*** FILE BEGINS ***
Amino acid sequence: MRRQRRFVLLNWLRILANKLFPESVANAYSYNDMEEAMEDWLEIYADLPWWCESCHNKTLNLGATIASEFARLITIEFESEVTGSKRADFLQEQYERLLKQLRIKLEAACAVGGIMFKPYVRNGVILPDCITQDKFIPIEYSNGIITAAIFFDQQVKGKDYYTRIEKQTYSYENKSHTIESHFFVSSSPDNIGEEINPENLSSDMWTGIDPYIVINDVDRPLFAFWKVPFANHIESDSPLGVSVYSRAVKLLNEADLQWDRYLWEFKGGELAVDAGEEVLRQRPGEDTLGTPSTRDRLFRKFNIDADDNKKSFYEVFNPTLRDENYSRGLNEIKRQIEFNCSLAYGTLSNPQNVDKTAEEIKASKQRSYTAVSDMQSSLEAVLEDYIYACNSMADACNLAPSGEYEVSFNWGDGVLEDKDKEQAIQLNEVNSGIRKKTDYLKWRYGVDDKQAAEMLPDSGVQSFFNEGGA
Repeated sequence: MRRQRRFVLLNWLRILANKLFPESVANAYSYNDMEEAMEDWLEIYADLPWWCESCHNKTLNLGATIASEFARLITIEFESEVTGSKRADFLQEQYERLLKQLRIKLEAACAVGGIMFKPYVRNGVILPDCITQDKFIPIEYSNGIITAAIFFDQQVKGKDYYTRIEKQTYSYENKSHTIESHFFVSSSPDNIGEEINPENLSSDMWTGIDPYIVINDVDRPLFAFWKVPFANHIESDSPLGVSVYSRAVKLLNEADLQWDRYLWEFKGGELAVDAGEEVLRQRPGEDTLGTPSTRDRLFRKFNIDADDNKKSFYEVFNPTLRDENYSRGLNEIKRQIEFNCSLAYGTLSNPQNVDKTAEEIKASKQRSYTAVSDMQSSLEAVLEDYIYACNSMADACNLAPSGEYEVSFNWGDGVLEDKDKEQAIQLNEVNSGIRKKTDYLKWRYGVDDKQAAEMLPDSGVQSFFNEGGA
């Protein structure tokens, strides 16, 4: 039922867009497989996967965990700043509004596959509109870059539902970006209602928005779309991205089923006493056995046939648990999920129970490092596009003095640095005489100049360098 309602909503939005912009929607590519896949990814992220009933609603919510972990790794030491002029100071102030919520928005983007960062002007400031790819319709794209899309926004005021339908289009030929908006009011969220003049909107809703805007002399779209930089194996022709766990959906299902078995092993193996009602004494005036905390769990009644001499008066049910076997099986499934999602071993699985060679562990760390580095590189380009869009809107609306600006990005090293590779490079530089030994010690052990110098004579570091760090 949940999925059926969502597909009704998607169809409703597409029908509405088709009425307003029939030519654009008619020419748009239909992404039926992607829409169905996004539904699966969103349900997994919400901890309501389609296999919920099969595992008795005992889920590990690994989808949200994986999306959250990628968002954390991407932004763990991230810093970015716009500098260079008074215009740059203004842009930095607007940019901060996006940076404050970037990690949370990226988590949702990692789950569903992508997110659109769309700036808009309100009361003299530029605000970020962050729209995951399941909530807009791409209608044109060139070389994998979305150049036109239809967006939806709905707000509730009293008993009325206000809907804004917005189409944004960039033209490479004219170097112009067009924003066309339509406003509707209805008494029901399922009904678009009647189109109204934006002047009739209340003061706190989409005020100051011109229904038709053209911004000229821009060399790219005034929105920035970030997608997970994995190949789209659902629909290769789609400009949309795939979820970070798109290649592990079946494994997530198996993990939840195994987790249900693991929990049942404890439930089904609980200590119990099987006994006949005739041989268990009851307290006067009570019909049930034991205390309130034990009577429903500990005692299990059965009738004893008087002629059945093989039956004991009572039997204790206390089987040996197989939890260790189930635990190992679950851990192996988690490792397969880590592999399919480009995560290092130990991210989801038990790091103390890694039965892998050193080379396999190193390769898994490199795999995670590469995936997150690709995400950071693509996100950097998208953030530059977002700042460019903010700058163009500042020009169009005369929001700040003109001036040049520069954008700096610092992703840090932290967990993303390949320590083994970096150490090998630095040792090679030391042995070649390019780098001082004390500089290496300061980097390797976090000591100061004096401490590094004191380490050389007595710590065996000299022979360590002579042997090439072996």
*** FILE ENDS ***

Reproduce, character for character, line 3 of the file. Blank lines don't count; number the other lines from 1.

């Protein structure tokens, strides 16, 4: 039922867009497989996967965990700043509004596959509109870059539902970006209602928005779309991205089923006493056995046939648990999920129970490092596009003095640095005489100049360098 309602909503939005912009929607590519896949990814992220009933609603919510972990790794030491002029100071102030919520928005983007960062002007400031790819319709794209899309926004005021339908289009030929908006009011969220003049909107809703805007002399779209930089194996022709766990959906299902078995092993193996009602004494005036905390769990009644001499008066049910076997099986499934999602071993699985060679562990760390580095590189380009869009809107609306600006990005090293590779490079530089030994010690052990110098004579570091760090 949940999925059926969502597909009704998607169809409703597409029908509405088709009425307003029939030519654009008619020419748009239909992404039926992607829409169905996004539904699966969103349900997994919400901890309501389609296999919920099969595992008795005992889920590990690994989808949200994986999306959250990628968002954390991407932004763990991230810093970015716009500098260079008074215009740059203004842009930095607007940019901060996006940076404050970037990690949370990226988590949702990692789950569903992508997110659109769309700036808009309100009361003299530029605000970020962050729209995951399941909530807009791409209608044109060139070389994998979305150049036109239809967006939806709905707000509730009293008993009325206000809907804004917005189409944004960039033209490479004219170097112009067009924003066309339509406003509707209805008494029901399922009904678009009647189109109204934006002047009739209340003061706190989409005020100051011109229904038709053209911004000229821009060399790219005034929105920035970030997608997970994995190949789209659902629909290769789609400009949309795939979820970070798109290649592990079946494994997530198996993990939840195994987790249900693991929990049942404890439930089904609980200590119990099987006994006949005739041989268990009851307290006067009570019909049930034991205390309130034990009577429903500990005692299990059965009738004893008087002629059945093989039956004991009572039997204790206390089987040996197989939890260790189930635990190992679950851990192996988690490792397969880590592999399919480009995560290092130990991210989801038990790091103390890694039965892998050193080379396999190193390769898994490199795999995670590469995936997150690709995400950071693509996100950097998208953030530059977002700042460019903010700058163009500042020009169009005369929001700040003109001036040049520069954008700096610092992703840090932290967990993303390949320590083994970096150490090998630095040792090679030391042995070649390019780098001082004390500089290496300061980097390797976090000591100061004096401490590094004191380490050389007595710590065996000299022979360590002579042997090439072996």